Some of the film seems very familiar, like the bulbous crimelord (voiced by John Goodman) who resembles Jabba the Hut. Some of it is thrillingly assembled, like the Big Market sequence, which recalls the layered heists in Inception (2009). But then, some of it is downright cringeworthy: Consider an interlude in which Valerian must disguise himself to rescue Laureline from a group of tribal aliens. He acquires the help of a shape-shifting stripper named Bubble, played by Rihanna, whose sole presence in the film is to supply audiences with a multi-costumed striptease. In Bubble’s globulous natural state, the character looks like a bad cartoon inserted into the proceedings, while Rihanna’s line readings sound wooden and removed from the onscreen action. Worse, Ethan Hawke appears in eyeliner, a goatee, and nose piercings as Bubble’s pimp, and it seems as though Hawke wandered onto the set one day, and Besson haphazardly allowed him to play the role. Several scenes in the film feel superfluous, like excuses to introduce another neat alien species or gizmo. It’s all very diverting, if inconsequential.

Much like The Fifth Element, the kinetic pace of Valerian and the City of a Thousand Planets does much to distract viewers from the messy plotting. Unfortunately, several scenes, including a climactic encounter saturated in several minutes of clunky exposition and flashbacks, stop the momentum dead. The special FX throughout the two-hour-and-seventeen-minute feature are impressive, with only a few exceptions (Bubble comes to mind)—the standouts being the Mül people, who look like the lovechildren of the Na’vi and the Engineers from Prometheus (2012). Visually, it’s difficult to give cinematographer Thierry Arbogast much credit when the film is mostly CG-animation, but the outcome is an eye-popping sensory overload nonetheless. Besson’s film ultimately suffers from the same affliction as the Wachowski siblings’ Jupiter Ascending (2015), the problem being too much plot and not enough substance or chemistry between its two leads. Cramming every frame with visual stimuli can work wonders when paired with narrative simplicity or characters that live and breathe. But the outcome here is uneven: admirable for its ambition and mindless entertainment value, unable to hold up under close scrutiny, and often dazzlingly beautiful.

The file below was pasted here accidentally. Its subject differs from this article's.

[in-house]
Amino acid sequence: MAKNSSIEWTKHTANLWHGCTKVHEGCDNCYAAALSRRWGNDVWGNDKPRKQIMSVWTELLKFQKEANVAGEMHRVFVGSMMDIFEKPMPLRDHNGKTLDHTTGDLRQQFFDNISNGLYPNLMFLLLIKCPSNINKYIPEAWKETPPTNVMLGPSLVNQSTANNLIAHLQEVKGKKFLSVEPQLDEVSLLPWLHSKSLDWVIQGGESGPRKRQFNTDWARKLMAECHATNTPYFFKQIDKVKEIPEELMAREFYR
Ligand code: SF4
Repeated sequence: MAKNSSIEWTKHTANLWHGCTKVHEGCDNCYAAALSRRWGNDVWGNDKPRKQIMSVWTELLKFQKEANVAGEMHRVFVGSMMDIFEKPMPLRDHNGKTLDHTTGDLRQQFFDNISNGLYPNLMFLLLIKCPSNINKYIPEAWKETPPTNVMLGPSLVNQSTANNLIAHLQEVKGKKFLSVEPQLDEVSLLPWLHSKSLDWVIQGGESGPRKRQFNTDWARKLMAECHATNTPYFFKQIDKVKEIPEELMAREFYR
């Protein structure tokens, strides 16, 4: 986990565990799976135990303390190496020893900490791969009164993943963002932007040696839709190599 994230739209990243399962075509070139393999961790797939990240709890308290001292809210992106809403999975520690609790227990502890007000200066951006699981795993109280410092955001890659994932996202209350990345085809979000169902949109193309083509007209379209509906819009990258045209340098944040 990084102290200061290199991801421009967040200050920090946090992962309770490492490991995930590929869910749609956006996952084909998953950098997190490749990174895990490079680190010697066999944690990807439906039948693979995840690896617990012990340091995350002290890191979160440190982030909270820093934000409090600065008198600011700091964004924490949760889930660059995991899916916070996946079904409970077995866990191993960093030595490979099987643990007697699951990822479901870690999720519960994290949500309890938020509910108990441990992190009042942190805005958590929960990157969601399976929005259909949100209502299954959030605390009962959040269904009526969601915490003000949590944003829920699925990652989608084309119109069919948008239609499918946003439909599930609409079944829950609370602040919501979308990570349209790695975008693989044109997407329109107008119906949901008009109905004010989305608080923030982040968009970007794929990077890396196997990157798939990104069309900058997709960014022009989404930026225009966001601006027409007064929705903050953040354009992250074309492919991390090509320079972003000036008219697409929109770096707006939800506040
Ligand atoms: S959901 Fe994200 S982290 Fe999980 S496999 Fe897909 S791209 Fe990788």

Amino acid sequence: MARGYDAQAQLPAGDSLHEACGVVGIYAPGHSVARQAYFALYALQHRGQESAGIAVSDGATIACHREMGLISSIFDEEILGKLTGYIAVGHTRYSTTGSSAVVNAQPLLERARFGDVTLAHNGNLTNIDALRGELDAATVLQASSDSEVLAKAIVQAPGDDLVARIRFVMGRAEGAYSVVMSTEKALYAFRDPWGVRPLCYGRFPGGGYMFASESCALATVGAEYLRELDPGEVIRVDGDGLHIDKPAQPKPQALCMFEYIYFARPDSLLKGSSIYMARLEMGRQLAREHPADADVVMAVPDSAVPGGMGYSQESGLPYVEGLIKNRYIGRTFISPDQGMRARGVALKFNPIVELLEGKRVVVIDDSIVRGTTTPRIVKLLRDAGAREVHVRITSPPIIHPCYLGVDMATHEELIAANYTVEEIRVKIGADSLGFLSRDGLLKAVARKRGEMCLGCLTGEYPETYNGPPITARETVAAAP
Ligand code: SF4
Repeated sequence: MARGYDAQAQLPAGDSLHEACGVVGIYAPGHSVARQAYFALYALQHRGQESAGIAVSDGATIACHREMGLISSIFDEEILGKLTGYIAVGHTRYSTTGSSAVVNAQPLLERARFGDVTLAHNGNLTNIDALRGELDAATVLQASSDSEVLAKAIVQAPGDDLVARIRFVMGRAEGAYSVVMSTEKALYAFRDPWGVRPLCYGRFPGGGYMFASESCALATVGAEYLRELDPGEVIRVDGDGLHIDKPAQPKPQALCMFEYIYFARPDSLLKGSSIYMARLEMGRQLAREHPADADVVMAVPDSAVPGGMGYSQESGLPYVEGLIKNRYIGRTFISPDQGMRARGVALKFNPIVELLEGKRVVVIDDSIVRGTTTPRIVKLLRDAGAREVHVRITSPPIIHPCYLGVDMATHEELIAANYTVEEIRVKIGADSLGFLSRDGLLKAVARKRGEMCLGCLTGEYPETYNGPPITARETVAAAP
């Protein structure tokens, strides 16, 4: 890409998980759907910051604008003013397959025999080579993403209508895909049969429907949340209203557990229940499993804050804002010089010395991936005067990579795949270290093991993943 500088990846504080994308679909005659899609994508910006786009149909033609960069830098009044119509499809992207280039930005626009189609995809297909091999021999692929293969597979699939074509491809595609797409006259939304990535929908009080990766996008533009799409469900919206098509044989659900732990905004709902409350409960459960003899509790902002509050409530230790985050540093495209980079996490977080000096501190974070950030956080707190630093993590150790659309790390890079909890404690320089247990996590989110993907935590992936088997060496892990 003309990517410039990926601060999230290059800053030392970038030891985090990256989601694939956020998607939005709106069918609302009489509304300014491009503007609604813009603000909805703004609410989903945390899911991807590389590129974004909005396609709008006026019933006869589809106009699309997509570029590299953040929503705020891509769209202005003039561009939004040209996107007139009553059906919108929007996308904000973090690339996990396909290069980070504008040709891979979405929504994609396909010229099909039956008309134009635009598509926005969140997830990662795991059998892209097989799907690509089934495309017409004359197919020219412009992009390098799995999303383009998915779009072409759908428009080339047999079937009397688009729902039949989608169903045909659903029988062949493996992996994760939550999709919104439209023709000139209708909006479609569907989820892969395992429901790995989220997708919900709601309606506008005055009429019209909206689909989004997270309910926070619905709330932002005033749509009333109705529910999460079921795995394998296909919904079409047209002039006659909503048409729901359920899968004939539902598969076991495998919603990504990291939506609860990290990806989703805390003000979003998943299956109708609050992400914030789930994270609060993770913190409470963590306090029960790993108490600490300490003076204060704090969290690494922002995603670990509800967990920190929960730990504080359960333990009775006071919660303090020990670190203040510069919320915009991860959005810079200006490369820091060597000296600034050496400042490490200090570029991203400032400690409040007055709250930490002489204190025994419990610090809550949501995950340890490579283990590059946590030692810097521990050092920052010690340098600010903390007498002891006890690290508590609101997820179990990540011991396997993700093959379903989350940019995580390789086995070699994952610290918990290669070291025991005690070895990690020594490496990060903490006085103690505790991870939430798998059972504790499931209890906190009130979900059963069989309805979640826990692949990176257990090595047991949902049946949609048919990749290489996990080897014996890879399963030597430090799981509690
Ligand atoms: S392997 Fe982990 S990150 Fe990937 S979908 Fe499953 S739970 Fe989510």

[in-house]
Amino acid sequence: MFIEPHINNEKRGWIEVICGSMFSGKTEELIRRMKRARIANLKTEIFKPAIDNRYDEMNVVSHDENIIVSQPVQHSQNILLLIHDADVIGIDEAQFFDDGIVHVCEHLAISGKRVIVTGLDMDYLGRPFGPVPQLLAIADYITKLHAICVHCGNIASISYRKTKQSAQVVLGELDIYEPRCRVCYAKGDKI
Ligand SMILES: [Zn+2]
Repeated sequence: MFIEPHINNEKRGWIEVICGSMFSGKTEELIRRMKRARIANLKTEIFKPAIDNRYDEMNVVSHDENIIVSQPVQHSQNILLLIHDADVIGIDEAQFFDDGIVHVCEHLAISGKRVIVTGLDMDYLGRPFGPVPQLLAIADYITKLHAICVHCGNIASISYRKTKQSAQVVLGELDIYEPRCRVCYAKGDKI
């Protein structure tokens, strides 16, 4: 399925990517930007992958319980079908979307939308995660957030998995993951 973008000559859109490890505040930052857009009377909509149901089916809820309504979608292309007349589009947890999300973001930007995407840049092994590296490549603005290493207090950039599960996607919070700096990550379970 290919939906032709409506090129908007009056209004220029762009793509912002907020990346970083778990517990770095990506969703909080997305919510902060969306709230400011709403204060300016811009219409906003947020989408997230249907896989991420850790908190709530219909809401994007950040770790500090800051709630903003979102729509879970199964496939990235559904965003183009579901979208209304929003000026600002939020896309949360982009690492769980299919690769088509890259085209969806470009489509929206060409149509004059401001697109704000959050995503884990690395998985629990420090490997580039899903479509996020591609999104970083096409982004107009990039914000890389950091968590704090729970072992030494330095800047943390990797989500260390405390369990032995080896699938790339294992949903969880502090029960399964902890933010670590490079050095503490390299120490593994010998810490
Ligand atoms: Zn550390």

Recent Articles

  1. Guest Appearance: KARE 11 - 3 movies you need to see in theaters now
  2. MSPIFF 2024 - Dispatch 2
  3. MSPIFF 2024 – Dispatch 1
  4. MSPIFF 2024
  5. The Definitives: Ocean's Eleven
  6. Reader's Choice: Ocean's Twelve
  7. Reader's Choice: Ocean's Thirteen
  8. The Definitives: The Abyss
  9. Guest Appearance: Feature Fanatics Podcast - John Grisham Movies Retrospective
  10. The Definitives: The Gleaners and I